`(2) When a person asserts this section as a defense in a criminal proceeding, the prosecution shall bear the burden of proving, beyond a reasonable doubt, that the conduct of the person did not satisfy the conditions set forth in subsection (a).

`(3) When a person successfully asserts this section as a defense in a criminal proceeding, the court shall award the prevailing defendant a reasonable attorney’s fee.
`(d)(1) A person who is deprived of any right, privilege, or immunity secured by this section, section 926B or 926C, under color of any statute, ordinance, regulation, custom, or usage of any State or any political subdivision thereof, may bring an action in any appropriate court against any other person, including a State or political subdivision thereof, who causes the person to be subject to the deprivation, for damages and other appropriate relief.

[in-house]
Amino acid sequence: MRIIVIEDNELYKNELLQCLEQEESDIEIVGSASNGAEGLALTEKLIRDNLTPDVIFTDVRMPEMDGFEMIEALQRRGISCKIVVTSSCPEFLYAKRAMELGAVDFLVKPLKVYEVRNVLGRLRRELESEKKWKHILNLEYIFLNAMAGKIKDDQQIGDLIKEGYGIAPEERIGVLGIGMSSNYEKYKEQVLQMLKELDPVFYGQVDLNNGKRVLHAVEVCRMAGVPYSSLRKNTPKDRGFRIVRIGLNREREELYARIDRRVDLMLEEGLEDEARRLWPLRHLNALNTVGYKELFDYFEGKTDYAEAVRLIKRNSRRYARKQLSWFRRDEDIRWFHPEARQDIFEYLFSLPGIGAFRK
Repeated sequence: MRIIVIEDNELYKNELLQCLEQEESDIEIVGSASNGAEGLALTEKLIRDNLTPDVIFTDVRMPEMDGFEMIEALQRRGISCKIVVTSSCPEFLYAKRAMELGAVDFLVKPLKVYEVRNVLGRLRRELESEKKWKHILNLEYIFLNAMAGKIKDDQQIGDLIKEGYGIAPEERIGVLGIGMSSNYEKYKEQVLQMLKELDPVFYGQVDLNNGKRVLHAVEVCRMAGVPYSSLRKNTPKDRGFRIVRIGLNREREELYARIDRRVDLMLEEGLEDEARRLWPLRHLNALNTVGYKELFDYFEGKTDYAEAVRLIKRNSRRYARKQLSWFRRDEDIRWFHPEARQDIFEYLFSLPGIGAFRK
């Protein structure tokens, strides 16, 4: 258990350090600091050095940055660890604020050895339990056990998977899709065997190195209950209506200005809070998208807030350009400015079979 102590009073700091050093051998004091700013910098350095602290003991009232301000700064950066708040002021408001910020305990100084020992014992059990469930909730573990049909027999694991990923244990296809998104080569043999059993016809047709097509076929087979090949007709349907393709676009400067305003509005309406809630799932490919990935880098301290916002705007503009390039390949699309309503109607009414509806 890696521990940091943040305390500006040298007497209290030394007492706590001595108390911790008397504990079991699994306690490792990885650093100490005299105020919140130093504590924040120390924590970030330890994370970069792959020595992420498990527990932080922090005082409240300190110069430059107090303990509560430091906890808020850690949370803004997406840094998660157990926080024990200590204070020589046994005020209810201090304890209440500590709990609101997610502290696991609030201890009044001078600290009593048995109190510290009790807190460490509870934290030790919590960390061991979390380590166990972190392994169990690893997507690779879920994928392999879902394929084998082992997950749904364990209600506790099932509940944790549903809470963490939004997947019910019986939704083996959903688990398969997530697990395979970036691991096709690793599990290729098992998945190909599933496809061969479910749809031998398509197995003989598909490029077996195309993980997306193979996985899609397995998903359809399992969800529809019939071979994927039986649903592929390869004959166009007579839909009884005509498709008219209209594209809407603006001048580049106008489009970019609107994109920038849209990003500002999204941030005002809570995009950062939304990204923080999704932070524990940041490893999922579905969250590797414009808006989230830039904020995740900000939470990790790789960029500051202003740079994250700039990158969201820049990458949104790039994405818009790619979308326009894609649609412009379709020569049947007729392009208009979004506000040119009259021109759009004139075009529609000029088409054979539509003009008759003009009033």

`(2) The court shall award a plaintiff prevailing in an action brought under paragraph (1) damages and such other relief as the court deems appropriate, including a reasonable attorney’s fee.’.

(b) Clerical Amendment- The table of sections for such chapter is amended in the item relating to section 926A by striking `firearms’ and inserting `firearms or ammunition’.

UPDATE: The NRA-ILA included this bill in their alerts for Friday. The text of it is here. They are in full support of this bill.


4 thoughts on “HR 4269 – A Bill Concerning Interstate Travel With Firearms And Ammunition”